Nau had, today, died with her eyes open.

Many years ago, when our journey was new and Sol’s light was merely old, we used to honor our dead. An acknowledgement of Earth’s pilgrims who gave up their home to seek a new one for their descendants.

Nowadays, the dead are dead. We mourn, but think not to their dignity.

I confess that, for most of my life, burials were rarely on my mind, even for my own family who have passed. They were stripped of their clothes and brought to the airlock on far starboard side, and I never thought to look to their bodies.

Many years ago, when I was still an officer, the command crew carried our dead to the airlock. An acknowledgement of the responsibility they carried.

Many years ago, when our journey was new and Sol’s light was merely old, we used to honor our dead.

Nowadays, they leave dead untouched. They distance themselves for dignity’s sake.

Clothes-stripping and airlock-hauling became the duty of the damned. Stripped of my rank, I confess I wept when they passed the duty to me, to carry the bodies to the airlock, beyond the communal corridors, along hallways long empty.

Many years ago, when we were stranded in the midst of celestial doldrums, I was numbered among the dead. A scapegoat for the uncertainty and fear that threatened to consume us.

Understand, the dead had become a point of despair. A reminder that even after all these generations between us and our home sun, between us and Sol, we have still not even glimpsed the new home promised us. An omen, some said, that we never would.

These voices of omen only grew louder when I had unwittingly steered the ship into a gravity well, those celestial doldrums, five years back. So to appease them, I was cast from my quarters, from the sight of my neighbors, to live in the abandoned hallways that led to the airlock. Whenever I was called to retrieve a body, my path would be cleared, as empty as the halls I now called home. After all, one did not look to the dead.

Nau was the first living being I had seen in two years. I had woken to a sound: a soft, repeating tap-clap, footsteps that were certainly not from me. I set off along the hallways made larger in their loneliness. I eventually found her in the engine room, one of the ship’s many, long abandoned because of its proximity to the airlock.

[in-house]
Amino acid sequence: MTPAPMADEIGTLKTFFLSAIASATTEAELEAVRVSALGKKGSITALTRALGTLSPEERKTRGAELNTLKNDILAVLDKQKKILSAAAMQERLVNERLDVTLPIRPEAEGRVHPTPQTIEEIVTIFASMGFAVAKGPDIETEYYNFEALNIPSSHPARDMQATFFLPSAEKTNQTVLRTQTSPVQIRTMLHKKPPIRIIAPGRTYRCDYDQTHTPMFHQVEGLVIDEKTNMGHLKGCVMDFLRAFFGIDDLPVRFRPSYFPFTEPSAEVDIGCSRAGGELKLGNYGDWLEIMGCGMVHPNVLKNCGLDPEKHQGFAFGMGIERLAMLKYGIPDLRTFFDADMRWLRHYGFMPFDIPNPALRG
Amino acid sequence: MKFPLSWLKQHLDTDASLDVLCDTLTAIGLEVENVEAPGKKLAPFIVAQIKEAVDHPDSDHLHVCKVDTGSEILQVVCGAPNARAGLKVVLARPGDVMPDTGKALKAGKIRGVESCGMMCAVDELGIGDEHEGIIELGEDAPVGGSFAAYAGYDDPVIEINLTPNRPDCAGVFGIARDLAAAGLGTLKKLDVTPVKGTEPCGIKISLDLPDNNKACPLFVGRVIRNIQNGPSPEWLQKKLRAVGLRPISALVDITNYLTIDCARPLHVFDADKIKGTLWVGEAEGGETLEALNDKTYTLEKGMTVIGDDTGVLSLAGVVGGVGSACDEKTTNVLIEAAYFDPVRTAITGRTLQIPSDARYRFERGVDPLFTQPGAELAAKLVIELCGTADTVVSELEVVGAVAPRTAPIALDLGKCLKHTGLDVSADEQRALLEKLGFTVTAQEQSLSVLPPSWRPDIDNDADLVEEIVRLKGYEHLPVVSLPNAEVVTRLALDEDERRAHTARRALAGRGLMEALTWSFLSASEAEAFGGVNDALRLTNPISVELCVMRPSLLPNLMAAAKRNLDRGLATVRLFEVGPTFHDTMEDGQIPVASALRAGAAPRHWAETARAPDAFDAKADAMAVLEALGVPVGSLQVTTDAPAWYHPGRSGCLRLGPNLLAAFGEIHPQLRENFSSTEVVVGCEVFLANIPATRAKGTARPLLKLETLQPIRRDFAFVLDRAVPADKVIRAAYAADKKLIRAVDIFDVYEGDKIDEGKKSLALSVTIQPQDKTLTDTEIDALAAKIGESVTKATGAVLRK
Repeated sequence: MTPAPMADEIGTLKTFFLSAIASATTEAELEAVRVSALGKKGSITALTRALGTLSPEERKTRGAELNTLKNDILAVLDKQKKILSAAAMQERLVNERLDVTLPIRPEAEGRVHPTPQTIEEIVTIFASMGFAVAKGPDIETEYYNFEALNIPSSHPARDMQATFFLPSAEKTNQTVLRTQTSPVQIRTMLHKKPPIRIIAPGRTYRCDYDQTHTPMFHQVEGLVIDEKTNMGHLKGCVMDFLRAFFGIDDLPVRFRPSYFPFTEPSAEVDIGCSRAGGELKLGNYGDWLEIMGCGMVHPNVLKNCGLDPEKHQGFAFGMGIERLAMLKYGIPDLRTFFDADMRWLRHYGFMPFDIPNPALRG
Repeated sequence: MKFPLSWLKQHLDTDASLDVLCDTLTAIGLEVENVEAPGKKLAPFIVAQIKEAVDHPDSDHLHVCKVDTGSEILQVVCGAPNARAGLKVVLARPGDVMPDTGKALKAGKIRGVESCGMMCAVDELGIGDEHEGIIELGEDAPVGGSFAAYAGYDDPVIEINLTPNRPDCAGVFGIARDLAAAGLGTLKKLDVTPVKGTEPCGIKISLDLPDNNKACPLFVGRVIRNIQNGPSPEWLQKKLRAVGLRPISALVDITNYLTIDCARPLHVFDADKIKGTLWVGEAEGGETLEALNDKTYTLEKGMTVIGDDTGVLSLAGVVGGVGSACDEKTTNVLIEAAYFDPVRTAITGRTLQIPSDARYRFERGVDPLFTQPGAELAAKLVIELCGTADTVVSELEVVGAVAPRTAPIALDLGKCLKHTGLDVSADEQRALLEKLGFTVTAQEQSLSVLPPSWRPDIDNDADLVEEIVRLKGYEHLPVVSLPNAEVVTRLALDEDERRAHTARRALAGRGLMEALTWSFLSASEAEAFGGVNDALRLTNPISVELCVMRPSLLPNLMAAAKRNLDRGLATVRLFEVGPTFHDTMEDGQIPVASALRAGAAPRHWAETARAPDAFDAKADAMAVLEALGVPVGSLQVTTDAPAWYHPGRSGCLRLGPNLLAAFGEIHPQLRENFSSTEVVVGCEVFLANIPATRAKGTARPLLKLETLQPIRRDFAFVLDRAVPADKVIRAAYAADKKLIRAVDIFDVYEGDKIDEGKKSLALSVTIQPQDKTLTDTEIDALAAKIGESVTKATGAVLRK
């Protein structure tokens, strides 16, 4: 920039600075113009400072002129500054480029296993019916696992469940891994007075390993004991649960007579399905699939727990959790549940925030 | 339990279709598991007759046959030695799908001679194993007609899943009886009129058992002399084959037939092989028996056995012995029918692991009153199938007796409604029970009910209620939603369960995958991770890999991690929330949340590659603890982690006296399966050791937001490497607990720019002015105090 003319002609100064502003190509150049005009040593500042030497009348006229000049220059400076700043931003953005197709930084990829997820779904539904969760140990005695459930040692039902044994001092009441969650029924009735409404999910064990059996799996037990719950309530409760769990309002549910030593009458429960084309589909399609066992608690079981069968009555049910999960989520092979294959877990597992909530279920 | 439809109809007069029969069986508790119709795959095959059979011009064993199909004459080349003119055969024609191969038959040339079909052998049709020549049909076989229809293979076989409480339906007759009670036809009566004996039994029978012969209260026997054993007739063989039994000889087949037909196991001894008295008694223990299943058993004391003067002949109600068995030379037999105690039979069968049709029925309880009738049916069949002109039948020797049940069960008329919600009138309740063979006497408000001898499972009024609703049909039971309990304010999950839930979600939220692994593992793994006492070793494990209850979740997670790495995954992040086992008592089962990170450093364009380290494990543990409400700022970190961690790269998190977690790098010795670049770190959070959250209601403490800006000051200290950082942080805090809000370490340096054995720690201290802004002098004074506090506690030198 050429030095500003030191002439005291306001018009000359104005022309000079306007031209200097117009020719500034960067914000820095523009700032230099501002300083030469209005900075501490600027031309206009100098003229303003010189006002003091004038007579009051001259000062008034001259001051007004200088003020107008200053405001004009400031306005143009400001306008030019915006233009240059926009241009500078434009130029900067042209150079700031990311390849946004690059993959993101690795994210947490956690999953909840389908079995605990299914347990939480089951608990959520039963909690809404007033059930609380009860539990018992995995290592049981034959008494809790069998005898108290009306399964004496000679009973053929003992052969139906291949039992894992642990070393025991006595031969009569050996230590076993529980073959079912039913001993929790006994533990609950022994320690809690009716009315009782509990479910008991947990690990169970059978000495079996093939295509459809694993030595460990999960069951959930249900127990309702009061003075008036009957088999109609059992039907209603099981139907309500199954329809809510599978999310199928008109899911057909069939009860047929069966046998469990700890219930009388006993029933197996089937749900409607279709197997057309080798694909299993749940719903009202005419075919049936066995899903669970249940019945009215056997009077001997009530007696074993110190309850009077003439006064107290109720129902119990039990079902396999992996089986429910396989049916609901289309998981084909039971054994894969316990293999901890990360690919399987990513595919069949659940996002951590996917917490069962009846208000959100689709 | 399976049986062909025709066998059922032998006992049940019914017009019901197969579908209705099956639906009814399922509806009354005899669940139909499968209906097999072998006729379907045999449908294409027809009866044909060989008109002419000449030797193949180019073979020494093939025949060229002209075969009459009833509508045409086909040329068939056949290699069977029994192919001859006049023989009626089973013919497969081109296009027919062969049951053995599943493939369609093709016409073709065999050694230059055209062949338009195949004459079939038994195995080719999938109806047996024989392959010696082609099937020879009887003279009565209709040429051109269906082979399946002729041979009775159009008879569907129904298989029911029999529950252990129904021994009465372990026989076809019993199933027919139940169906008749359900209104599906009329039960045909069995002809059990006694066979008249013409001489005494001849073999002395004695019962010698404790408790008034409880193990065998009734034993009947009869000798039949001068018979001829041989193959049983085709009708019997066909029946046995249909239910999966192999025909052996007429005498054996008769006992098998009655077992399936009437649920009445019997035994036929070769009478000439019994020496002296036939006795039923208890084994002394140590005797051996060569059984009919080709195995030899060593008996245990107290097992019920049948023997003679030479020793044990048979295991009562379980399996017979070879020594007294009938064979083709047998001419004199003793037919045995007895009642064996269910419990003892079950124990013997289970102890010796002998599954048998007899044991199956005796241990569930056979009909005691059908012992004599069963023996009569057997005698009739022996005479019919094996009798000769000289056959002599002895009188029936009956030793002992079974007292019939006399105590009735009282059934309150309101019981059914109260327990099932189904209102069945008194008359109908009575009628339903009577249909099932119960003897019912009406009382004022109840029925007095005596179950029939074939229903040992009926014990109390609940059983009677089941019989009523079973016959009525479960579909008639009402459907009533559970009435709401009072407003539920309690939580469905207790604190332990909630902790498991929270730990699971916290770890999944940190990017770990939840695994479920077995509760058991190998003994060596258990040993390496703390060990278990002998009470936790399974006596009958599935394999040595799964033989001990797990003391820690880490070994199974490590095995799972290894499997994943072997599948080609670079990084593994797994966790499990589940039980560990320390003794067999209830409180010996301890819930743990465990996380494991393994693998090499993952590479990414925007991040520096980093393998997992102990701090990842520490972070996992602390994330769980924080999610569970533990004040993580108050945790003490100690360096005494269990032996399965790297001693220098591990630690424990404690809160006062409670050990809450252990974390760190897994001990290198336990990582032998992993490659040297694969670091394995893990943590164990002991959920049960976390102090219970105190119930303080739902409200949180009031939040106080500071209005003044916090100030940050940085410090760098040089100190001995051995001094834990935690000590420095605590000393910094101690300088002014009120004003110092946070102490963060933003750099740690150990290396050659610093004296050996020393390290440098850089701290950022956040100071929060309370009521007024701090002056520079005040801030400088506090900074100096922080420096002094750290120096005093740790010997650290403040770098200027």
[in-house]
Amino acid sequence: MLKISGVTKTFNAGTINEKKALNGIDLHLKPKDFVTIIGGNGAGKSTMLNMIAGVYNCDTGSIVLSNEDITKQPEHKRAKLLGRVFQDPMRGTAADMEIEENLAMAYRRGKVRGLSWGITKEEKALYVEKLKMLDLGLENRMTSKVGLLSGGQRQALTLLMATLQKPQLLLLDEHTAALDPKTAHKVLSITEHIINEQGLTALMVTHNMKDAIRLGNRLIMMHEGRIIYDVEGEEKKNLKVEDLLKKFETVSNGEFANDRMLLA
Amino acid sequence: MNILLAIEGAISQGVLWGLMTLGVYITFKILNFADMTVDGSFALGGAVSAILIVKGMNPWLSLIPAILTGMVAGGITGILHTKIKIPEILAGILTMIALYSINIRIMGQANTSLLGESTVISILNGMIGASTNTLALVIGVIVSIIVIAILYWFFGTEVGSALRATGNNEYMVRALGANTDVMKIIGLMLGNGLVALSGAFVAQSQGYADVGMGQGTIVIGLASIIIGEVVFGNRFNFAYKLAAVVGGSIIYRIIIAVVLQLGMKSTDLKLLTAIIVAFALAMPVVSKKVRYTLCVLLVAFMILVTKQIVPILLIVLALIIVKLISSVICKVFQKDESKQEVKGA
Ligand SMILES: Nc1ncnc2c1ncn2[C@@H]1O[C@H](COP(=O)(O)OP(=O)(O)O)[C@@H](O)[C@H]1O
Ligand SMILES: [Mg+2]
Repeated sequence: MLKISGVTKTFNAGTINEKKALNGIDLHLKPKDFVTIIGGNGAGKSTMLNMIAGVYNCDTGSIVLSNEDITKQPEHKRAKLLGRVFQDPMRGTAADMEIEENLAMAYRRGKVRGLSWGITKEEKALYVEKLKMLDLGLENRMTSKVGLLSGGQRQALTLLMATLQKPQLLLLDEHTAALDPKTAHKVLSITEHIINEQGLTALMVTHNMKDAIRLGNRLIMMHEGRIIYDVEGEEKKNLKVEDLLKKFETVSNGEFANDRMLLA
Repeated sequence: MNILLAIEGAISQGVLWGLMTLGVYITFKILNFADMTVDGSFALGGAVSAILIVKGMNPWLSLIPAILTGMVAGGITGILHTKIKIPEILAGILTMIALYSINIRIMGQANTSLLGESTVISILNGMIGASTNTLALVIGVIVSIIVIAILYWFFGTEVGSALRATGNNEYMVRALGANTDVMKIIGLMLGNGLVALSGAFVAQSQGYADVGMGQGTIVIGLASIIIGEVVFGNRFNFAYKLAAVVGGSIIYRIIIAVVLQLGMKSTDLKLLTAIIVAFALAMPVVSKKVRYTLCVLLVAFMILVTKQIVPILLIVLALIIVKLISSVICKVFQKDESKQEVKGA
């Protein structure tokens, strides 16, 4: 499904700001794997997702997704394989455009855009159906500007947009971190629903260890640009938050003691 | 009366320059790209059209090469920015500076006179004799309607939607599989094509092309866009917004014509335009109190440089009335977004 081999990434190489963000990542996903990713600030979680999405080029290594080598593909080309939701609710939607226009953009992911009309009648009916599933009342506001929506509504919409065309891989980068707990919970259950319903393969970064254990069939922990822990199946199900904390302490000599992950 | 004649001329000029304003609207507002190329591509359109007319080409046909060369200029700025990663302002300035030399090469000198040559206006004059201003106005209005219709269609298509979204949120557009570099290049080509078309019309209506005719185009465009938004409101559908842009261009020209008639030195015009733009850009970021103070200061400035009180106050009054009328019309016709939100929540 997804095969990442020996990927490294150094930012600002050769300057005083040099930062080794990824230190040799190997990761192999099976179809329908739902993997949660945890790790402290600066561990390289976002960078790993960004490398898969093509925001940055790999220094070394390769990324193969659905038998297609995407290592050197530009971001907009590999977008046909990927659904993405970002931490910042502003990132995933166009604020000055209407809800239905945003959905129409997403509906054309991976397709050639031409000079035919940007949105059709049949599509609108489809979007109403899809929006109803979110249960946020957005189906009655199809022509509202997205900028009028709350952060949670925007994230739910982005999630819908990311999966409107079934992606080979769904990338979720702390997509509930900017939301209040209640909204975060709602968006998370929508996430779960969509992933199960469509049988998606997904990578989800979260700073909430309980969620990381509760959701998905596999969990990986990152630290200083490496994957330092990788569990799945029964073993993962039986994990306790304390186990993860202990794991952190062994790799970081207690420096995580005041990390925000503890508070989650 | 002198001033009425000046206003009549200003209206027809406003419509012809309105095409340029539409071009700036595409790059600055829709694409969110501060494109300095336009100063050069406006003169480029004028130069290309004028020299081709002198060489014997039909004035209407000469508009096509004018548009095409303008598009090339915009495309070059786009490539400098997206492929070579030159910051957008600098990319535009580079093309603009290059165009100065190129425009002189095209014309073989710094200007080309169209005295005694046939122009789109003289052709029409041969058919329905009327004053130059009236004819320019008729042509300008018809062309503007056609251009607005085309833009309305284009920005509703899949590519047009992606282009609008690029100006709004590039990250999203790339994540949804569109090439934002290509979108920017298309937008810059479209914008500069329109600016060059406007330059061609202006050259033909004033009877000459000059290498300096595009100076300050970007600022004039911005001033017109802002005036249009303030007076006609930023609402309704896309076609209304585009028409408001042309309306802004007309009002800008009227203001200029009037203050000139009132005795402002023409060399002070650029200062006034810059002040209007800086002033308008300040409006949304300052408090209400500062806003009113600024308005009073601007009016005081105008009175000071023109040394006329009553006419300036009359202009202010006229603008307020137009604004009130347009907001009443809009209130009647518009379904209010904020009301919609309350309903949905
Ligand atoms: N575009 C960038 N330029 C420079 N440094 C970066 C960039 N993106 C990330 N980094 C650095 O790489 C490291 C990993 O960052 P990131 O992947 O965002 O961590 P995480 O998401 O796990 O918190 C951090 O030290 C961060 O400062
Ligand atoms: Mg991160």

Propriety would have forbidden Nau’s very presence in this section of the ship, so I should have pretended not to have seen her. Should have spared her dignity and slipped back down my hallways. But so startled I was by the presence of another being that I simply stood in the doorway and stared, reading her name off the back of her engineer’s jacket, covered in part by her white hair.

So startled I was by the presence of another being that I simply stood in the doorway and stared.

Eventually, she pulled away from the valves and wires of the engine, and caught me in the periphery of her gaze.

She looked at me, and compounding her act of impropriety, smiled and spoke. To me.

“Engine’s been sputtering along for the past three years, but no one’s bothered to do maintenance on it. Because of, well…” She gestured towards the corridor that led to the airlock. “No wonder we got stuck in these doldrums.”

Nau gave the engine a fond pat, the wrinkles of her age deepening, following her smile’s example. “Though we should be breaking free any minute now.”

Sure enough, I felt the familiar rumblings of the ship in motion, a small lurch of momentum, and Nau gave a whoop of triumph. I didn’t know what to say, so I simply smiled. After she left, I was alone again for three years, but in my wanderings and my summons to retrieve the dead, I did find her engineer jacket, tossed across the invisible line where my hallways began. Her impropriety had cost her rank.

Today, the single bell chime echoed through my halls, summoning me to my duty. To a set of quarters on the very edge of the communal corridors. It was not a barren corridor, and the carpet was a sharp contrast to my tiled floors, but the atmosphere was the same: that of the lonely and the damned. Her impropriety had cost her reputation.

Nau’s gaze, the last eyes to look upon me with kindness, I brushed closed. She had cast aside her dignity to save us all.

Caught in her gaze, I swore to restore it. Abandoned, my hallways may have been, but not devoid of supplies, as those too had been abandoned in their storage when these hallways lost their dignity. I washed her, wrapped her in a shroud, and set these words about her neck.

When the song has finished, my work will not.

And as I decompress the airlock and commit Nau’s body to space, I will sing. My voice will be strange to me, but I will not stop. When the song has finished, my work will not.

Many years ago, when our journey was new and Sol’s light was merely old, we used to honor our dead.

Nowadays, under Nau’s gaze, I will do so again. They will be given the dignity they deserve.

An acknowledgement of Earth’s pilgrims, forgotten by their sun and ship alike.

Explore more Deep Space flash fiction in the latest issue of Havok Magazine!

 

Meet the Author

Abigail Dillon knew from an early age that she would be studying dinosaurs. So she got a degree in physics and became a college librarian. One thing that hasn’t changed in those years is her deep love of the stories we tell.

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